- Sen. Pat Toomey (R-PA), who is likely to be the next Chair of the Senate Banking, Housing, and Urban Affairs Committee if Republicans maintain control, urged the Federal Reserve to end its COVID-19 emergency loans at the end of the year.
- Sen. Toomey voiced his belief that fiscal policy should be determined by Congress and the President, not the Federal Reserve.
- As a reminder, Sen. Toomey is not seeking reelection and will retire in 2022 at the end of his term.
- The Department of Commerce imposed preliminary duties on Vietnam for currency undervaluation, classifying it as an illegal trade subsidy. These duties are the result of a case by the United Steelworkers union regarding passenger car and light truck tires imported from Vietnam.
- The Department of Commerce released a report which found that imports from China increased slightly to $41.2B in September. This was the sixth month of increase since a low of $19.8B in March.
- The report also found that year-to-date exports to China reached $81.1B, compared to $78.6B for the same period of time in 2019. Exports were set to reach $194B in 2020 under phase one of the trade deal between the U.S. and China, though they will likely only reach $110B.
- The Department of Transportation (DOT) sent its final rule on service animals to the Office of Management and Budget (OMB). The rule makes it easier for airlines to ban animals other than dogs and to not allow emotional support animals aboard commercial aircraft.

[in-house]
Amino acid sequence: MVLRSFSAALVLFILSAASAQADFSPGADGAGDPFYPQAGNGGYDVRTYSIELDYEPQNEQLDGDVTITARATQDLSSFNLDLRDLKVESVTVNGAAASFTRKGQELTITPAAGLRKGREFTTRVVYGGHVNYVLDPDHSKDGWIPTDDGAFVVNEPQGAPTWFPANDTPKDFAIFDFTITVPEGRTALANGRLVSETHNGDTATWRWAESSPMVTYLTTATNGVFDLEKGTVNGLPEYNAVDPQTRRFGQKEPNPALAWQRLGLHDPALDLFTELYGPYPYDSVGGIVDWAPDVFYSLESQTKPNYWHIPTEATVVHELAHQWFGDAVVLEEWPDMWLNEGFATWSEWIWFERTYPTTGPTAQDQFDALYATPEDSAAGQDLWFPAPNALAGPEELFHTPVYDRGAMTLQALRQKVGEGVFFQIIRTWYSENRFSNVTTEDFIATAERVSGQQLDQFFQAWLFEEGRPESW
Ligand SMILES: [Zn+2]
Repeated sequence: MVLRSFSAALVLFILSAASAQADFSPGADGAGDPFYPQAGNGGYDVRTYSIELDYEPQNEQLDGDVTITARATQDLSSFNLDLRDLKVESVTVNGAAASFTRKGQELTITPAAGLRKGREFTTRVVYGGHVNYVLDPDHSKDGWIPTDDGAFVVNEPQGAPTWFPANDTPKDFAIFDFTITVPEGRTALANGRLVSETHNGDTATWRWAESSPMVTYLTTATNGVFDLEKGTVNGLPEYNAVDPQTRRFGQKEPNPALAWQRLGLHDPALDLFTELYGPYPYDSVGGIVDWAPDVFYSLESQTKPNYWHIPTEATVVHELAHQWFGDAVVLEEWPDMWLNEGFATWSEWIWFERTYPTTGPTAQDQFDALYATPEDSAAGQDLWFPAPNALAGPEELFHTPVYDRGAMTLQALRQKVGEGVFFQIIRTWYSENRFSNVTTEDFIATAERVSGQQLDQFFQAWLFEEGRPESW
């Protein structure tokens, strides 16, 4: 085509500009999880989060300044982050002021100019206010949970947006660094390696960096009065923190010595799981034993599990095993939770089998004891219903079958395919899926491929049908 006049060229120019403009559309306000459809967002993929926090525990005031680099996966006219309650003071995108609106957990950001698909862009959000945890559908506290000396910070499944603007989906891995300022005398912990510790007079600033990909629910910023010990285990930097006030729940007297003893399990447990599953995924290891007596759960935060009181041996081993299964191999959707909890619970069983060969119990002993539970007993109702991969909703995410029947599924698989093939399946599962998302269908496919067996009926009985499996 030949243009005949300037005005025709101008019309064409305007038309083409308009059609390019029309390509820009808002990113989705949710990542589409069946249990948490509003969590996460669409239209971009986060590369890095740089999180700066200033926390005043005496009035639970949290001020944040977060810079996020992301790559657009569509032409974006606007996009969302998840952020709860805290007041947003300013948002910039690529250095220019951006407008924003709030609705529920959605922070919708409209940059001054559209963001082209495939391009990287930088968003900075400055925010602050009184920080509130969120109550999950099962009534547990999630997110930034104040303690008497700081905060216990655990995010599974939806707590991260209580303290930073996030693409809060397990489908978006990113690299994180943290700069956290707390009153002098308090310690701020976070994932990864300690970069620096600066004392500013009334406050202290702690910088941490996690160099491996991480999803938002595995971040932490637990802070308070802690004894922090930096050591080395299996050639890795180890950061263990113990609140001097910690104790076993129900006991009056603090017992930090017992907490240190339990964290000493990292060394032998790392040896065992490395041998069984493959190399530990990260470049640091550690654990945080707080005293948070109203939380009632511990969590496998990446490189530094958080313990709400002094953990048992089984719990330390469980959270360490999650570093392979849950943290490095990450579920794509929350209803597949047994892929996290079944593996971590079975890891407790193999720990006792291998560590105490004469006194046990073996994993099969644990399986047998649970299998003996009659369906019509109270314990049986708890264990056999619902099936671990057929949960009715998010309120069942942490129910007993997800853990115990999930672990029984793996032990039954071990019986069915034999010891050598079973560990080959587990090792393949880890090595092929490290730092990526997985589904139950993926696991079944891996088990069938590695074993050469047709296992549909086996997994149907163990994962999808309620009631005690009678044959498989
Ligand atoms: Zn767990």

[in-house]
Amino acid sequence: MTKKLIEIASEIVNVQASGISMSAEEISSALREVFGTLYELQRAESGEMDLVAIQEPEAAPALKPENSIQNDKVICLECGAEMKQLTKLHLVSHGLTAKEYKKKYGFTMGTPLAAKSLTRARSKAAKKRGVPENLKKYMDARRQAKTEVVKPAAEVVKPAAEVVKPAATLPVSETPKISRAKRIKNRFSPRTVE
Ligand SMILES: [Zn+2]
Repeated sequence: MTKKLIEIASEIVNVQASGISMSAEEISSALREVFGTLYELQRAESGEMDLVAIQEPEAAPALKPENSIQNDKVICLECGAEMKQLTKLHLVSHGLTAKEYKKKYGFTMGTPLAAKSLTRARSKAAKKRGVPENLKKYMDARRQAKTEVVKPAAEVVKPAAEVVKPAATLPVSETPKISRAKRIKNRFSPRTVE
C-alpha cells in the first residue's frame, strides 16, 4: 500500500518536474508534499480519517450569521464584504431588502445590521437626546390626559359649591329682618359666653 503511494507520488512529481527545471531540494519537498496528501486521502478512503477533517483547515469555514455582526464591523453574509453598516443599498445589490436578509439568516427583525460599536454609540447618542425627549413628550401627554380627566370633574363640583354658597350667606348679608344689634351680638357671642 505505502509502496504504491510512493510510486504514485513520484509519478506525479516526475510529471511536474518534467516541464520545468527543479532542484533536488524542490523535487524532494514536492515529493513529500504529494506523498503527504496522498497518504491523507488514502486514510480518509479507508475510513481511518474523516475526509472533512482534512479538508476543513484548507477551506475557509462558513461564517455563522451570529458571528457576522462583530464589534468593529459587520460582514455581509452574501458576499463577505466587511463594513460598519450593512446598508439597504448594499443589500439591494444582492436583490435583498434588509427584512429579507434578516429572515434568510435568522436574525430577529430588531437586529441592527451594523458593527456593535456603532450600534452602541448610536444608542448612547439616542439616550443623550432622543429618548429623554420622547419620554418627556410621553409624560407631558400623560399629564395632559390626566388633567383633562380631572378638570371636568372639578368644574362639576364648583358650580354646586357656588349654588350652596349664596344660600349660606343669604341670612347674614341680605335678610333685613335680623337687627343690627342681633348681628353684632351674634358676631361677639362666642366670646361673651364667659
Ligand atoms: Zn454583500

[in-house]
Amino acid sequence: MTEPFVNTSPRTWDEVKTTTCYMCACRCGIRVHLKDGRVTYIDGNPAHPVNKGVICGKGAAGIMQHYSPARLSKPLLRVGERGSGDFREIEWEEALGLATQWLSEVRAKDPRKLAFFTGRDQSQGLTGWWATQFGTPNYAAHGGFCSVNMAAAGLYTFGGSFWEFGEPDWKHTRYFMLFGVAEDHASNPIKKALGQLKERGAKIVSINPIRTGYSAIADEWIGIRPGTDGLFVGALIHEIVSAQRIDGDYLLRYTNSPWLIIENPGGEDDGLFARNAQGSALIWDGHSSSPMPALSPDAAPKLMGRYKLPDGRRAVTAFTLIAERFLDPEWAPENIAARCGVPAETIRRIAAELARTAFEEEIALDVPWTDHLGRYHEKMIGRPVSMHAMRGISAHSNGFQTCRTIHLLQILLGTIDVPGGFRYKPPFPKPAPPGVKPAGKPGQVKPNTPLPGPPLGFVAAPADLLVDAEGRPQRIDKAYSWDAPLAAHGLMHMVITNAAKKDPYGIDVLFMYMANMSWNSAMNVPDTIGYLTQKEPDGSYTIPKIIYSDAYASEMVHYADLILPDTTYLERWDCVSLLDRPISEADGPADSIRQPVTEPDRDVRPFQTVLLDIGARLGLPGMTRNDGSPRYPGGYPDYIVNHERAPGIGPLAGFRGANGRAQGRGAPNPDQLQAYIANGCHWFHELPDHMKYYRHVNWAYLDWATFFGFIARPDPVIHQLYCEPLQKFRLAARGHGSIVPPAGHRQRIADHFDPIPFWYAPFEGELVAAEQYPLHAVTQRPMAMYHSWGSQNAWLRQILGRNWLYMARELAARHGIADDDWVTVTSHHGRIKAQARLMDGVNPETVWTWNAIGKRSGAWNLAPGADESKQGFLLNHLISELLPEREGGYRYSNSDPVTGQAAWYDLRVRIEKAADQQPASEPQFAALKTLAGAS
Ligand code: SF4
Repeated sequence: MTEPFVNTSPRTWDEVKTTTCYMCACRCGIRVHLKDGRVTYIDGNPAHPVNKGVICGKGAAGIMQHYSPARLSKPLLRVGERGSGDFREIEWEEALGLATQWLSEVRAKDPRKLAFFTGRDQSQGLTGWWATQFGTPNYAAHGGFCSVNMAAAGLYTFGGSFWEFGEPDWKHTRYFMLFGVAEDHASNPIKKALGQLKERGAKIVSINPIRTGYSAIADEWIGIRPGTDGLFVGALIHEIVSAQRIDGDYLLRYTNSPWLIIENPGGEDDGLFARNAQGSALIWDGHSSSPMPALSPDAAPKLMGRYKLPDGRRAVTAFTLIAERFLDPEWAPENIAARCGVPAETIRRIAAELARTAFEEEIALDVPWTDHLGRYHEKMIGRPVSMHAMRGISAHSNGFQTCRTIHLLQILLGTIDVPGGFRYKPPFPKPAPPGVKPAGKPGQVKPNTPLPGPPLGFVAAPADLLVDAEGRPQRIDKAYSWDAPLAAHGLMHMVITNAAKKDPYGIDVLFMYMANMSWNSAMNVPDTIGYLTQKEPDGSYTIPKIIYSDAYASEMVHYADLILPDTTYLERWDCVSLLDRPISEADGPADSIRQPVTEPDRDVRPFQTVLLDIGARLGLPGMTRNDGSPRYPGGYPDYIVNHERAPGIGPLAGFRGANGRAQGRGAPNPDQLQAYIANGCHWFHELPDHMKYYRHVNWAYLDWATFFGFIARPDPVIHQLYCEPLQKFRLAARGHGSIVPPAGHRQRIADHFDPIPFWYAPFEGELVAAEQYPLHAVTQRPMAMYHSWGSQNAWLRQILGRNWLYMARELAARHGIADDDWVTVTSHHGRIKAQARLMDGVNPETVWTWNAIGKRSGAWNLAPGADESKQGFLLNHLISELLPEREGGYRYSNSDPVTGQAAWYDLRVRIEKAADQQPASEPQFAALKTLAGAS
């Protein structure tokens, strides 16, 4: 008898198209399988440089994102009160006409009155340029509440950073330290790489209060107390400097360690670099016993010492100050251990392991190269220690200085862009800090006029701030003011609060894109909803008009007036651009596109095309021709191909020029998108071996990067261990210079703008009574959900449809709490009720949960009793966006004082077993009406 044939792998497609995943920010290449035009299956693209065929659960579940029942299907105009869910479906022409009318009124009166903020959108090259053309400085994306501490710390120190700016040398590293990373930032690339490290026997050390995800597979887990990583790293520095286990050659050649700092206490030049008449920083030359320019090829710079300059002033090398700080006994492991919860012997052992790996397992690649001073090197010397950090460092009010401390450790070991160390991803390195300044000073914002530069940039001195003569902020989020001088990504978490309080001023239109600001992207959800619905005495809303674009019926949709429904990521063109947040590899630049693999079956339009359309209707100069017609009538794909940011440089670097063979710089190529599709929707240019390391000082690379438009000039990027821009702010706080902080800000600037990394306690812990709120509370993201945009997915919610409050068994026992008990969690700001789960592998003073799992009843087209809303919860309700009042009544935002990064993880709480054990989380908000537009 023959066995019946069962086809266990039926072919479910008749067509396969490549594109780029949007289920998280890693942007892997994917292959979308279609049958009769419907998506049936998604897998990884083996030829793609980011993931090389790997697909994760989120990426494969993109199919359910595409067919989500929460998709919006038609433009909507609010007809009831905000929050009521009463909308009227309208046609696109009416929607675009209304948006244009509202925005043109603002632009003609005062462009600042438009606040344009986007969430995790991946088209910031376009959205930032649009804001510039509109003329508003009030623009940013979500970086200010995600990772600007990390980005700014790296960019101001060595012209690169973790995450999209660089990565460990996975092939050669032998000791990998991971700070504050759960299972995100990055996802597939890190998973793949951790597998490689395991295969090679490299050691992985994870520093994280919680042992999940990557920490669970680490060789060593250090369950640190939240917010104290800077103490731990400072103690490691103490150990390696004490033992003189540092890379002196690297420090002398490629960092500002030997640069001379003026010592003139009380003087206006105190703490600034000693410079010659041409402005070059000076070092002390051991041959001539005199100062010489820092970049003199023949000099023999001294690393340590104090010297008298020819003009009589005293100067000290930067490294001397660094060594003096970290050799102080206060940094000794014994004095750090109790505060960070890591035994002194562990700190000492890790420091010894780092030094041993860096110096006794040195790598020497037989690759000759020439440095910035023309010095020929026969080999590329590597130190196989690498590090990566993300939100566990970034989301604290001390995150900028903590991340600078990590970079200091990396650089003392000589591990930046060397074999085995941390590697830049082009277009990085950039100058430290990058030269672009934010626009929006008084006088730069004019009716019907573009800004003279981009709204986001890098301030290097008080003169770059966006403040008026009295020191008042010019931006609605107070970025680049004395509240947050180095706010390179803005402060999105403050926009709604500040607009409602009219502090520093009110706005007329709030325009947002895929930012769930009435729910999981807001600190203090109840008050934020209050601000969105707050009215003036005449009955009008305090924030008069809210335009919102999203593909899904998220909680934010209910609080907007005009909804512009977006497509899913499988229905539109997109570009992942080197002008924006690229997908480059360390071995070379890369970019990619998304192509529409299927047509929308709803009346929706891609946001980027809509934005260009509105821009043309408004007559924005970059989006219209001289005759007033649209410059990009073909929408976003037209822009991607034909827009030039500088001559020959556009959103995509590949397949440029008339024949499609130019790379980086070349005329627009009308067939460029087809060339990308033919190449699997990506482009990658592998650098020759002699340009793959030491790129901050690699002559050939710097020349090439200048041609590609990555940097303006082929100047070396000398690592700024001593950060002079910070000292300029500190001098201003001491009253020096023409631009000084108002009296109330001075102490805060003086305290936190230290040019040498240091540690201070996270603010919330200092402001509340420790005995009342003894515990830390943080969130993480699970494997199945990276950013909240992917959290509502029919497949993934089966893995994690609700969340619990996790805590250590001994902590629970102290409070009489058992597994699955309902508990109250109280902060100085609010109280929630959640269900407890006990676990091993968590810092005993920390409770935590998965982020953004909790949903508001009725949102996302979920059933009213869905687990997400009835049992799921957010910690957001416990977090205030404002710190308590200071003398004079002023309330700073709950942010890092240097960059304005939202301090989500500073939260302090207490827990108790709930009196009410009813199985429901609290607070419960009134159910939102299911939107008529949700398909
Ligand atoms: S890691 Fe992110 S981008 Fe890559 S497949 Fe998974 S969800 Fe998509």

- DOT requested comments from OMB on regulatory approaches to automated vehicles, which OMB will have 90 days to review. The regulations cover performance-based standards and modifications to federal motor vehicle safety standards.
- The U.S. Army Corps of Engineers said that it will suspend the permit for Formosa Plastics’ proposed plant in St. James Parish, Louisiana.
- The plant would have focused on petrochemicals, which opponents said in a lawsuit would have only added pollution to a community that is already overwhelmed by pollution.
- The Federal Transit Administration (FTA) and Department of Housing and Urban Development’s Office of Public and Indian Housing (PIH) will hold a listening session on COVID-19.
- The session will discuss value-added services that provide transportation access, education support, food, and medical appointments to targeted populations. The session will take place on November 13 at 3:00pm ET. Registration information can be found here.
- The U.S. Trade Representative (USTR) announced that the U.S. and Mexico had reached a deal on electrical transformers. Mexico will closely monitor electrical steel shipments in exchange for exemption from import restrictions.
- The Chamber of Commerce supported Majority Leader McConnell’s statement from yesterday on the passage of COVID-19 relief during the lame duck session and called for a package similar to the proposal that was released by the Problem Solvers Caucus earlier this Congress.
- As a reminder, that proposal was squarely rejected by House Speaker Nancy Pelosi (D-CA) and other Democratic leaders.
- The Owner-Operator Independent Drivers Association (OOIDA) sent a letter to the National Highway Traffic Safety Administration (NHTSA) urging increased federal oversight into Tesla’s automated driving technology. OOIDA argued that Tesla’s “full self-driving” tests put truck drivers at risk.